It wasn’t until 2005, however, while I was working on an entertainment article for a local publication that I learned the spot on the western side of the island where the fishing fleet now docks was definitely considered to be haunted by some of the locals. I’d hoped to start off with the Marshall  house on Officer’s Row for my series on Tybee ghosts, but it was the holidays and the owners weren’t in town, so I ended up visiting Lazaretto Creek.

When folks at the marina claimed to have seen figures with tattered clothing walking out on the docks in the wee hours, I wasn’t surprised. I was told that on two occasions, one such figure walked right into a room, stood and stared in silence, then disappeared. It’s still a mystery, but it definitely qualified as one of “Lazaretto’s Lost Souls.”

If ever a place had reason to be haunted, this might be one. Granted, it isn’t Gettysburg, Hiroshima, or Dauchau, or a place where millions have suffered, and I don’t wish to labor the point, but eighteenth century necessity paid a brief, costly visit to Lazaretto Creek, another lonely little corner of the world, where outcasts perished. For those dying on the outskirts of the New World after traveling across the vast ocean in hopes of finding a better life, it was a terrible fate. Or imagine being torn away from loved ones and homeland, and thrown into the pain and horror of slavery. After languishing in chains in the stench and filth below deck with the rest of your unfortunate comrades, you’d probably have welcomed death, especially if there was no hope of freedom.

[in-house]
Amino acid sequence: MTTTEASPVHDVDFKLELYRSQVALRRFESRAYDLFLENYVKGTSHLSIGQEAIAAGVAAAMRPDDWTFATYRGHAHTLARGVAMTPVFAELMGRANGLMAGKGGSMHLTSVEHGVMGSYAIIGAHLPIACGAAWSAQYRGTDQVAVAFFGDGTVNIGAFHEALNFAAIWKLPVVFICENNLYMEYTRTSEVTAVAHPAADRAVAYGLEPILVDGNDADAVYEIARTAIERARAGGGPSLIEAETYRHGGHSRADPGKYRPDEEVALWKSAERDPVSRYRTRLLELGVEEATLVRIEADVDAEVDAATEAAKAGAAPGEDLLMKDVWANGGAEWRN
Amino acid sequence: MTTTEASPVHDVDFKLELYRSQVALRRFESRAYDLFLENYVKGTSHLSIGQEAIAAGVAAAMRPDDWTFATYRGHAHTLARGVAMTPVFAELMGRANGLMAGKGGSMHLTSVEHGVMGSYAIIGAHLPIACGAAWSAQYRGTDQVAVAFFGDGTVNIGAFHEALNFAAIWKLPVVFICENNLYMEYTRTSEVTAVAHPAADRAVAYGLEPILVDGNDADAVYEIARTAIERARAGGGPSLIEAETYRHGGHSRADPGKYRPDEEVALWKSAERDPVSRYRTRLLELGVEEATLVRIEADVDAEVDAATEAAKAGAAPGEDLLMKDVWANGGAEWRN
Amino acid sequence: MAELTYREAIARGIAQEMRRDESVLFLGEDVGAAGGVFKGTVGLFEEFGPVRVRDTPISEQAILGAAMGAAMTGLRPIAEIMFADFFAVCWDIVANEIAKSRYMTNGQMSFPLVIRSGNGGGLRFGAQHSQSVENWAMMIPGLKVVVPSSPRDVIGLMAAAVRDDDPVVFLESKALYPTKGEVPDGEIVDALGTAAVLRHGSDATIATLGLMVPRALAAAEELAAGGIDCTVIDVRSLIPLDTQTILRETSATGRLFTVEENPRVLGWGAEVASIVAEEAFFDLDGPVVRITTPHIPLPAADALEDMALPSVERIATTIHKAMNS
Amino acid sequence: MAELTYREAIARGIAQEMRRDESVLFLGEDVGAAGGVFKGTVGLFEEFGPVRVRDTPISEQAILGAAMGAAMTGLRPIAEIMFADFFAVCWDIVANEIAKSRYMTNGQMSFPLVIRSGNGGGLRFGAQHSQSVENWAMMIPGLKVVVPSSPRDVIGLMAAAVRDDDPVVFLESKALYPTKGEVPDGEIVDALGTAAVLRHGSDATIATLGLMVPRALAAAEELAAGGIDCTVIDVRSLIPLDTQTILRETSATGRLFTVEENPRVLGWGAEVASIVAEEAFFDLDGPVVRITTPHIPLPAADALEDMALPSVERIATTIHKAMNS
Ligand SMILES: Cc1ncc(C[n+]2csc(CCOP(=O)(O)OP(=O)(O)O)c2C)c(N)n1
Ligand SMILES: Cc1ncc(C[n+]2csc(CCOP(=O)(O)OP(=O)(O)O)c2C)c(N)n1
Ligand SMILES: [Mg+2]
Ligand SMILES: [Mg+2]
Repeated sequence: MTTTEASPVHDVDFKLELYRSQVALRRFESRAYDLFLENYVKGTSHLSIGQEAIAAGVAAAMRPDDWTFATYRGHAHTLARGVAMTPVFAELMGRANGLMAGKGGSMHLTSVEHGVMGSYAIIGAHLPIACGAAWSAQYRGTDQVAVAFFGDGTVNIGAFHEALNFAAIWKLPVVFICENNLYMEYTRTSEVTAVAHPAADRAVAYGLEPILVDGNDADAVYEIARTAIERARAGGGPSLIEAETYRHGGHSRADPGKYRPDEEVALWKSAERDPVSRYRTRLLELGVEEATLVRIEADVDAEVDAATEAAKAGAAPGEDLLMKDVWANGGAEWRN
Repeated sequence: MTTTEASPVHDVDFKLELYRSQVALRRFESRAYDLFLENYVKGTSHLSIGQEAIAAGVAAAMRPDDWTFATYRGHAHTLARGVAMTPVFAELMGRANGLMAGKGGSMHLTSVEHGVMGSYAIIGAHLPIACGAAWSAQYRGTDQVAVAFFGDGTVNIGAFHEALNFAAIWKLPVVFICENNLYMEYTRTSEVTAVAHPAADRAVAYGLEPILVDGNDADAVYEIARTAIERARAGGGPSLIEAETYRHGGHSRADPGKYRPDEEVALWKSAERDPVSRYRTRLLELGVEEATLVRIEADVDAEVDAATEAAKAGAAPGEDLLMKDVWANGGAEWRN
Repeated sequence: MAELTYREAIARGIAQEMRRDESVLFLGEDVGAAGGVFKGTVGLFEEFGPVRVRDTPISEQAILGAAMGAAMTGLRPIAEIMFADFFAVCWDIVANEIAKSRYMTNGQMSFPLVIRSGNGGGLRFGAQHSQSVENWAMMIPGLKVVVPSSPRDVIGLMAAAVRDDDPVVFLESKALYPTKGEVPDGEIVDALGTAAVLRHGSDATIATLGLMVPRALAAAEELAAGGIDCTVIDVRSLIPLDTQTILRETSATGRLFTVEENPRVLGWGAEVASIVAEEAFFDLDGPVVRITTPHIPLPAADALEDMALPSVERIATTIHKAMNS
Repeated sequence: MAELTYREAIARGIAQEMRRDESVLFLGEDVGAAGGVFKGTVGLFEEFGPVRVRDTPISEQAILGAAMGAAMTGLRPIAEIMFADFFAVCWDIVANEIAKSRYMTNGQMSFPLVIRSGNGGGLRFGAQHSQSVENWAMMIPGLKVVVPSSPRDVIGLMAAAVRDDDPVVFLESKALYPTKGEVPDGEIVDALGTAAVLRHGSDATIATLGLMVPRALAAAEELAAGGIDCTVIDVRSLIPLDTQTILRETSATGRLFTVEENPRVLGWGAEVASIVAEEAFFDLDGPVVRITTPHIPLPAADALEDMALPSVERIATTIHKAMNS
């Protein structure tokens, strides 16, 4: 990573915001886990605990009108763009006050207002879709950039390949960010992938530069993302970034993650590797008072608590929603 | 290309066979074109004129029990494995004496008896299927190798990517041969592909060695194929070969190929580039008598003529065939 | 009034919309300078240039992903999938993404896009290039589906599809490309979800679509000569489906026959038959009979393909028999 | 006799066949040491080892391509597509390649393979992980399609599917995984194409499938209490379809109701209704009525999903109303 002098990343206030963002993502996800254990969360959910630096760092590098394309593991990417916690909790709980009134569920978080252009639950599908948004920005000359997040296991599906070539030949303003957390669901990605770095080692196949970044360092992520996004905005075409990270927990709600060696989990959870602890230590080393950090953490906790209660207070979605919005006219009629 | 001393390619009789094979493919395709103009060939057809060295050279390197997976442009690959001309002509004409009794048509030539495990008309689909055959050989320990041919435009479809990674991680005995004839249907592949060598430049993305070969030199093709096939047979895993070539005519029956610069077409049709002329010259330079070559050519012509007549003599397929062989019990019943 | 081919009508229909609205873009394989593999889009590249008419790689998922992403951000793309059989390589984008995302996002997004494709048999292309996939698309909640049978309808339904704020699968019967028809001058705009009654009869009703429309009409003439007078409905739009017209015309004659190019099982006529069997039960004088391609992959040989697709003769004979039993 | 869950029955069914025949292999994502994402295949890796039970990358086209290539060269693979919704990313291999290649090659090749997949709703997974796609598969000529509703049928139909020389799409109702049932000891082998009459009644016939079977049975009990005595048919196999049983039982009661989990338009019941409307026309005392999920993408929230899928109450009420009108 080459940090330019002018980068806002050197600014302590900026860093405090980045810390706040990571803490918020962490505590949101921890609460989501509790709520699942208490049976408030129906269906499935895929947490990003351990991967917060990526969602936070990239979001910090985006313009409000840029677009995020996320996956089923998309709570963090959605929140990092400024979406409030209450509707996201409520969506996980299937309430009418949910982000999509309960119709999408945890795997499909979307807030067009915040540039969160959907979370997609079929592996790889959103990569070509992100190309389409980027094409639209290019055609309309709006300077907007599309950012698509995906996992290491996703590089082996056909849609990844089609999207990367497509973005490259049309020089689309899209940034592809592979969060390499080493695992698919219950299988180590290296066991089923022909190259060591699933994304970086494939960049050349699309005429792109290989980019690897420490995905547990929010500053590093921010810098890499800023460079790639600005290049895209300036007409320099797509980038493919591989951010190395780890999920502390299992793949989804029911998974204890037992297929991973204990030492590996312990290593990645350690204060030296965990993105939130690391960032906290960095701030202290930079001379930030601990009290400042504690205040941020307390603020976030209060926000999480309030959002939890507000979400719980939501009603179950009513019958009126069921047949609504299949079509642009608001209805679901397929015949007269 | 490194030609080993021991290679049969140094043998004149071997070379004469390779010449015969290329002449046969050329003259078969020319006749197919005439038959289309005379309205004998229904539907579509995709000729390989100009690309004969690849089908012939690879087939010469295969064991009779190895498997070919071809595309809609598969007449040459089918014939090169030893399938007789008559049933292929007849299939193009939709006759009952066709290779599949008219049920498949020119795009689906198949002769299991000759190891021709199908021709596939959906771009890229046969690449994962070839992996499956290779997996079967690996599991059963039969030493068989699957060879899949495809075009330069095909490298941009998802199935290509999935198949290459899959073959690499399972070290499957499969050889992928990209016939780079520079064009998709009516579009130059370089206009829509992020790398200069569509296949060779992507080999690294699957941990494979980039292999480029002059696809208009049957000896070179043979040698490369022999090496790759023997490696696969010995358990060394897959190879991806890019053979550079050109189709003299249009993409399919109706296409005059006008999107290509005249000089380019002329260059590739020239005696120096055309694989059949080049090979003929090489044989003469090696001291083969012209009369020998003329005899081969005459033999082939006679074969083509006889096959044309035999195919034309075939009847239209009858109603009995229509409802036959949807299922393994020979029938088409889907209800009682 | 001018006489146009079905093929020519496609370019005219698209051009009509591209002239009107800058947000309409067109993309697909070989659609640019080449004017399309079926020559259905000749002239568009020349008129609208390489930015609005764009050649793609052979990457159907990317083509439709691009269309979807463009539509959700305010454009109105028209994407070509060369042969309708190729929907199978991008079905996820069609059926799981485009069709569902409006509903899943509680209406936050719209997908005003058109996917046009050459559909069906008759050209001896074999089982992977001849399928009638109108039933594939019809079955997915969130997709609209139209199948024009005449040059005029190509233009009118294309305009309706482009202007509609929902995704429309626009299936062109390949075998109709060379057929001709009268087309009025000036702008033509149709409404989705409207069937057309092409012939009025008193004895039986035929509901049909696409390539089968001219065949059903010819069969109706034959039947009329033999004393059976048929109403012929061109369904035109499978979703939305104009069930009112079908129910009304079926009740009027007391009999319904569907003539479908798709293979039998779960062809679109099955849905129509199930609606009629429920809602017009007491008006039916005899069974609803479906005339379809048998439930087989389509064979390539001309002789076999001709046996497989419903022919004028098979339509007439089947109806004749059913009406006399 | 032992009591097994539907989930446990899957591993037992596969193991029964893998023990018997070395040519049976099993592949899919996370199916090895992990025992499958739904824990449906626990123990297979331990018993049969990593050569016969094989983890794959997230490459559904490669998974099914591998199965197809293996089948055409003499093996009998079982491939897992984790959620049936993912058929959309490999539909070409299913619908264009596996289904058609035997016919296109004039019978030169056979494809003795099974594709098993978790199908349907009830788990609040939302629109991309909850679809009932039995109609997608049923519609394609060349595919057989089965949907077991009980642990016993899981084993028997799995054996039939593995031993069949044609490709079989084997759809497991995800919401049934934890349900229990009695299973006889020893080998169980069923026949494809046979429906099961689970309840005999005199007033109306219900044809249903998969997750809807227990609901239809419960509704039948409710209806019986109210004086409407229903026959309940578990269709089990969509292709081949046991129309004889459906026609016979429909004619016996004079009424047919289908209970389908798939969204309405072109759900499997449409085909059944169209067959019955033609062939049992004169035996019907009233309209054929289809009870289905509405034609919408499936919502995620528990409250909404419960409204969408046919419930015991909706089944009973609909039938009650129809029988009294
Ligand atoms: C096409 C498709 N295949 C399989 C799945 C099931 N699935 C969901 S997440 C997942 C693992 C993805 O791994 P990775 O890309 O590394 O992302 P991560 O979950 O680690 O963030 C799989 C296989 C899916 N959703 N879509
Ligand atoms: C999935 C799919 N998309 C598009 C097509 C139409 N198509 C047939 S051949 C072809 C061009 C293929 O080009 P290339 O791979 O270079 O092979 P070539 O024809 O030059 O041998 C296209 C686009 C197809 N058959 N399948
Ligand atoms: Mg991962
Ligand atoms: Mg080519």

Mercifully, the passage of time has restored the natural tranquility of places like Lazaretto, and when it comes to pinning down real apparitions, some might say there’s more evidence of ‘non-human’ activity in the world, than of human ghosts. Still, our common ground holds many secrets as layer upon layer, generation upon generation lays down in the dust of the earth. There are those who believe the earth has a collective consciousness, a recorded memory of everything that’s ever happened here. Maybe some places hold memories that can ‘speak’ to us beyond the obvious. Maybe some ‘hauntings’ are like video recordings. Something triggers the ‘playback,’ … and the memory plays.

The poem I wrote that snowy night in 2001 is an historical tale influenced by what I felt and sensed, and of course, by what I believe. You’ll find it linked to the photo of the sunset above. Try reading it on the docks at the marina some night, and let me know what you think.